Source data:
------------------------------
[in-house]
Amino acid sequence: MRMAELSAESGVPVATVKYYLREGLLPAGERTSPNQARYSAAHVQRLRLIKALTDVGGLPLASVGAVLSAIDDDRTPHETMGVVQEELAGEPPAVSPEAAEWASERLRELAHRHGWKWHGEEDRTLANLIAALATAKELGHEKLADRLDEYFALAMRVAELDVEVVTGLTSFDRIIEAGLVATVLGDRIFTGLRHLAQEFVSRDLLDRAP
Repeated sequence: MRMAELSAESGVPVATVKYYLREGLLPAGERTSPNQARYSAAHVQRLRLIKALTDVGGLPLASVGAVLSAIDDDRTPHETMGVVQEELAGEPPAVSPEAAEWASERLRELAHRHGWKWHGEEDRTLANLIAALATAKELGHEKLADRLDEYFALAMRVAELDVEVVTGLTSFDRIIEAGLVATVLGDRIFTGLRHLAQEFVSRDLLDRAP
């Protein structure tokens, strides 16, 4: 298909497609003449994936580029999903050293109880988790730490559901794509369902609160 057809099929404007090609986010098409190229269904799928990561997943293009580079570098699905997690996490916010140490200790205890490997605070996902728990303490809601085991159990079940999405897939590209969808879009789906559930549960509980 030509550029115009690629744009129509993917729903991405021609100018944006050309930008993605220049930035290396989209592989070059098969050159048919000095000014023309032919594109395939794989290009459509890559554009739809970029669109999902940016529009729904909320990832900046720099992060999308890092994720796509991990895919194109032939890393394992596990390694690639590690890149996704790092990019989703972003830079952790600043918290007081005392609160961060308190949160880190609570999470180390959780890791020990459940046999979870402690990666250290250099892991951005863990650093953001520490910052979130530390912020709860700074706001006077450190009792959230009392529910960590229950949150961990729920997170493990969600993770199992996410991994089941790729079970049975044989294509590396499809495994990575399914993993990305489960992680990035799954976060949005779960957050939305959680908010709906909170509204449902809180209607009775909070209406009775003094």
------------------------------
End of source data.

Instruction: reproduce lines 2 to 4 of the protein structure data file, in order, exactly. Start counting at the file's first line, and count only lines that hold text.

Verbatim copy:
Amino acid sequence: MRMAELSAESGVPVATVKYYLREGLLPAGERTSPNQARYSAAHVQRLRLIKALTDVGGLPLASVGAVLSAIDDDRTPHETMGVVQEELAGEPPAVSPEAAEWASERLRELAHRHGWKWHGEEDRTLANLIAALATAKELGHEKLADRLDEYFALAMRVAELDVEVVTGLTSFDRIIEAGLVATVLGDRIFTGLRHLAQEFVSRDLLDRAP
Repeated sequence: MRMAELSAESGVPVATVKYYLREGLLPAGERTSPNQARYSAAHVQRLRLIKALTDVGGLPLASVGAVLSAIDDDRTPHETMGVVQEELAGEPPAVSPEAAEWASERLRELAHRHGWKWHGEEDRTLANLIAALATAKELGHEKLADRLDEYFALAMRVAELDVEVVTGLTSFDRIIEAGLVATVLGDRIFTGLRHLAQEFVSRDLLDRAP
């Protein structure tokens, strides 16, 4: 298909497609003449994936580029999903050293109880988790730490559901794509369902609160 057809099929404007090609986010098409190229269904799928990561997943293009580079570098699905997690996490916010140490200790205890490997605070996902728990303490809601085991159990079940999405897939590209969808879009789906559930549960509980 030509550029115009690629744009129509993917729903991405021609100018944006050309930008993605220049930035290396989209592989070059098969050159048919000095000014023309032919594109395939794989290009459509890559554009739809970029669109999902940016529009729904909320990832900046720099992060999308890092994720796509991990895919194109032939890393394992596990390694690639590690890149996704790092990019989703972003830079952790600043918290007081005392609160961060308190949160880190609570999470180390959780890791020990459940046999979870402690990666250290250099892991951005863990650093953001520490910052979130530390912020709860700074706001006077450190009792959230009392529910960590229950949150961990729920997170493990969600993770199992996410991994089941790729079970049975044989294509590396499809495994990575399914993993990305489960992680990035799954976060949005779960957050939305959680908010709906909170509204449902809180209607009775909070209406009775003094």